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Type: Artigo de periódico
Title: ACE gene titration in mice uncovers a new mechanism for ACE on the control of body weight
Author: Heimann, AS
Favarato, MH
Gozzo, FC
Rioli, V
Carreno, FR
Eberlin, MN
Ferro, ES
Krege, JH
Krieger, JE
Abstract: Mice harboring 1, 2, or 3 copies of the angiotensin-converting enzyme ( ACE) gene were used to evaluate the quantitative role of the ACE locus on obesity. Three-copy mice fed with a high-fat diet had lower body weight and peri-epididymal adipose tissue than did 1- and 2-copy mice (P < 0.05). On regular diet, 3-copy mice had to eat more to maintain the same body weight; on a high-fat diet, they ate the same but weighed less than 1- and 2-copy mice (P < 0.05), indicating a higher metabolic rate in 3-copy mice that was not affected by ANG II AT(1) blocker treatment. A catalytically inactive form of thimet oligopeptidase (EC; EP24.15) was used to isolate ACE substrates from adipose tissue. Liquid chromatography electrospray ionization tandem mass spectrometry (LC-ESI-MS/MS) identified 162 peptide peaks; 16 peptides were present in both groups (1- and 3-copy mice fed with a high-fat diet), whereas 58 of the 72 unique peptides were found only in the 3-copy mice. Peptide size distribution was shifted to lower molecular weight in 3-copy mice. Two of the identified peptides, LVVYPWTQRY and VVYPWTQRY, which are ACE substrates, inhibited in vitro protein kinase C phosphorylation in a concentration-dependent manner. In addition, neurolysin ( EC; EP24.16) activity was lower in fat tissue from 3- vs. 1-copy mice (P < 0.05). Taken together, these results provide evidence that ACE is associated with body weight and peri-epididymal fat accumulation. This response may involve the generation of oligopeptides that inhibit the activity of EP24.16 and other oligopeptidases within the adipose tissue.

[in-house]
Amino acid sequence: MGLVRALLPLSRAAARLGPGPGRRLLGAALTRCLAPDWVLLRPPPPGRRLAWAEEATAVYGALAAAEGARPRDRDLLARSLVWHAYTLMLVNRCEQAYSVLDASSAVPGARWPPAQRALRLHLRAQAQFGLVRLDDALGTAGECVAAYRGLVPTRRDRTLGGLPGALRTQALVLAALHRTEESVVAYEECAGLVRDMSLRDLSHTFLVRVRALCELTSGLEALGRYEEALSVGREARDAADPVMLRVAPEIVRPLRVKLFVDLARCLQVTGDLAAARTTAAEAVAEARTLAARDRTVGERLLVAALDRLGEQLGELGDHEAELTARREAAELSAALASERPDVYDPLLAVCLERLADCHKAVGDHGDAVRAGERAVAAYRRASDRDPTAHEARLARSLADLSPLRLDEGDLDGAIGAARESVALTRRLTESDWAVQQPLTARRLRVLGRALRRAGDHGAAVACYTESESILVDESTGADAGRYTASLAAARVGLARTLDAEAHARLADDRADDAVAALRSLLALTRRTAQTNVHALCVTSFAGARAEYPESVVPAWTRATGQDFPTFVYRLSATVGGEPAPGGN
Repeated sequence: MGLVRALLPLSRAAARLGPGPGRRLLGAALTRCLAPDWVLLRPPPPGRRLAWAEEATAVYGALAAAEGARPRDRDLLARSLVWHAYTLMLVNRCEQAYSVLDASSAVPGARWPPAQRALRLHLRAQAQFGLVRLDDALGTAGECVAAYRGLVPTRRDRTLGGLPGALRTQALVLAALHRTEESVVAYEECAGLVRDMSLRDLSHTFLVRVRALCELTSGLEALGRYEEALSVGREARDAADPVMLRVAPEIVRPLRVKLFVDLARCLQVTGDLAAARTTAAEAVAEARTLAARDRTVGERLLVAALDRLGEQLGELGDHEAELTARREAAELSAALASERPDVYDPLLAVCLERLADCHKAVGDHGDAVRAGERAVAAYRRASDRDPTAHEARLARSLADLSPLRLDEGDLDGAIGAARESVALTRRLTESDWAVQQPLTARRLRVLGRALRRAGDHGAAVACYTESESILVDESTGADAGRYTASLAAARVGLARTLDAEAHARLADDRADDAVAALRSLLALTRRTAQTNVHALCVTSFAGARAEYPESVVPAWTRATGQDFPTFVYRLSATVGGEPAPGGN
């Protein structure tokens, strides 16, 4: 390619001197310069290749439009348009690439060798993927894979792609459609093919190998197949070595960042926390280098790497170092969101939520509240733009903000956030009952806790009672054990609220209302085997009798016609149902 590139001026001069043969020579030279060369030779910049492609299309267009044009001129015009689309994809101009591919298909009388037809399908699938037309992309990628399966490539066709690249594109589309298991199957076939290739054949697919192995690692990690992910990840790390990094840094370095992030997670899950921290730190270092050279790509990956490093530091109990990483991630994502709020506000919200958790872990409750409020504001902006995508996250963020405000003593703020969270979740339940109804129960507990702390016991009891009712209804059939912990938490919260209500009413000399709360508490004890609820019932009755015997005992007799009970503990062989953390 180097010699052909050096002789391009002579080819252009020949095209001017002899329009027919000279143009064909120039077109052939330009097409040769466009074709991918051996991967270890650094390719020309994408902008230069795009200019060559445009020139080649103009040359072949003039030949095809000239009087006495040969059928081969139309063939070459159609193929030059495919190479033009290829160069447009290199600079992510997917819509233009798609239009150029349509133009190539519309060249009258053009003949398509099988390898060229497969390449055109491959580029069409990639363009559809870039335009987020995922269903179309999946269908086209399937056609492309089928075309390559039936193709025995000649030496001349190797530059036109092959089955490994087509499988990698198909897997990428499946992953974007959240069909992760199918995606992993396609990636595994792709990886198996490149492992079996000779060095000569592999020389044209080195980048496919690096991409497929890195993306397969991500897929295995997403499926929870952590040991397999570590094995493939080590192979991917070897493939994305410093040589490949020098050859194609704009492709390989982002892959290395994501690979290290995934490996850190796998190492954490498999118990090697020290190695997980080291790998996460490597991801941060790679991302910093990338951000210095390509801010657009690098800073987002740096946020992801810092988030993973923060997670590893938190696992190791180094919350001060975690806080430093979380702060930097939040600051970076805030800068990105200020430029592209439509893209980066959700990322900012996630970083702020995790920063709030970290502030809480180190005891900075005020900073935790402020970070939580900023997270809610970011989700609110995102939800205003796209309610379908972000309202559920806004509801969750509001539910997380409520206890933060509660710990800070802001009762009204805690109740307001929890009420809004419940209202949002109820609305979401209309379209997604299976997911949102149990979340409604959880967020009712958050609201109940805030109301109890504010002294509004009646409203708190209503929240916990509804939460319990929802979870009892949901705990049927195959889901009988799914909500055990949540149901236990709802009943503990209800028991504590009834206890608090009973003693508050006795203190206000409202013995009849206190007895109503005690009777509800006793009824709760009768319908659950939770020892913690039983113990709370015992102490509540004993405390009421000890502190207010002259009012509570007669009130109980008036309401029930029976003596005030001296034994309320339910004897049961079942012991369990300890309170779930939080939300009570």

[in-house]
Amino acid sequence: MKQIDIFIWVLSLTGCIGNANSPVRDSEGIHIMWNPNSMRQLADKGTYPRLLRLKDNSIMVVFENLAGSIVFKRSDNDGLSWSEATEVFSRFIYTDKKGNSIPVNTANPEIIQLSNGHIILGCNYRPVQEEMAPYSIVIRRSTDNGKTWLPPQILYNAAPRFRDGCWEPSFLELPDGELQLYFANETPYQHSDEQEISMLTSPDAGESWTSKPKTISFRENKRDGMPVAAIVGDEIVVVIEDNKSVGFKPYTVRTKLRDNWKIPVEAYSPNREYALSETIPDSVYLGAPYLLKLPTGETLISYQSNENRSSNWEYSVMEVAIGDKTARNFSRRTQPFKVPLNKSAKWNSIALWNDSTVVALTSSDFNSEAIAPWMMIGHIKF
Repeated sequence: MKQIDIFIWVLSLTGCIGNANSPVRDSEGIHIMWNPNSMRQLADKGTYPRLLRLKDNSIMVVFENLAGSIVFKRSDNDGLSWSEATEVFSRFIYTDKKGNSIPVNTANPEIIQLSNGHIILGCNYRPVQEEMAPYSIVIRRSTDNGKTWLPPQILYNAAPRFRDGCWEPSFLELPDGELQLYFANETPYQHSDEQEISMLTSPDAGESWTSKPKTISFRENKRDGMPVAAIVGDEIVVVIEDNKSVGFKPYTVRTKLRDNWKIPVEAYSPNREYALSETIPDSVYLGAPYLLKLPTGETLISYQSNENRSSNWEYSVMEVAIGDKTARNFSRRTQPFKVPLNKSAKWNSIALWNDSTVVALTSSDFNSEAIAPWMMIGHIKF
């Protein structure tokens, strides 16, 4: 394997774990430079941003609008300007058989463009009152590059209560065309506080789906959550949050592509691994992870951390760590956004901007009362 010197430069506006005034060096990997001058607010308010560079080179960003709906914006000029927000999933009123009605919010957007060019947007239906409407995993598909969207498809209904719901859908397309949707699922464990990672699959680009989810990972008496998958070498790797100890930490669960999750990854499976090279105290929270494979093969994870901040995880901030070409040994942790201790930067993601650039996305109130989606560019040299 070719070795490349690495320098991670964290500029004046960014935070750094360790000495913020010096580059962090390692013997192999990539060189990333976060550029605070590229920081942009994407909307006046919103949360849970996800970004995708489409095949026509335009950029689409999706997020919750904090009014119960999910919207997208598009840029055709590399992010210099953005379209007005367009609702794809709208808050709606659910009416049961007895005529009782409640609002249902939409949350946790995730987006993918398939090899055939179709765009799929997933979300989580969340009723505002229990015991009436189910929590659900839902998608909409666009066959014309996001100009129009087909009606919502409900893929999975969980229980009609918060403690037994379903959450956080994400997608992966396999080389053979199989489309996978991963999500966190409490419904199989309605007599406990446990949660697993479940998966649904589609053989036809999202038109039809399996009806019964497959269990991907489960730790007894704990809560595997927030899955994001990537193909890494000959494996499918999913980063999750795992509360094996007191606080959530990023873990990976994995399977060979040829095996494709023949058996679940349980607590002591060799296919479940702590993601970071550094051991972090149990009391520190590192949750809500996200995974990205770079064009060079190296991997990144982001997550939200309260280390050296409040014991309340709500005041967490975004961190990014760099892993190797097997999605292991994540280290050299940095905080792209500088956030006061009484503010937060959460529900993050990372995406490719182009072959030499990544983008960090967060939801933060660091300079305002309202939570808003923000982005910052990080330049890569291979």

Subject: insulin resistance
angiotensin converting enzyme
Country: EUA
Editor: Amer Physiological Soc
Rights: fechado
Identifier DOI: 10.1152/physiolgenomics.00145.2004
Date Issue: 2005
Appears in Collections:Unicamp - Artigos e Outros Documentos

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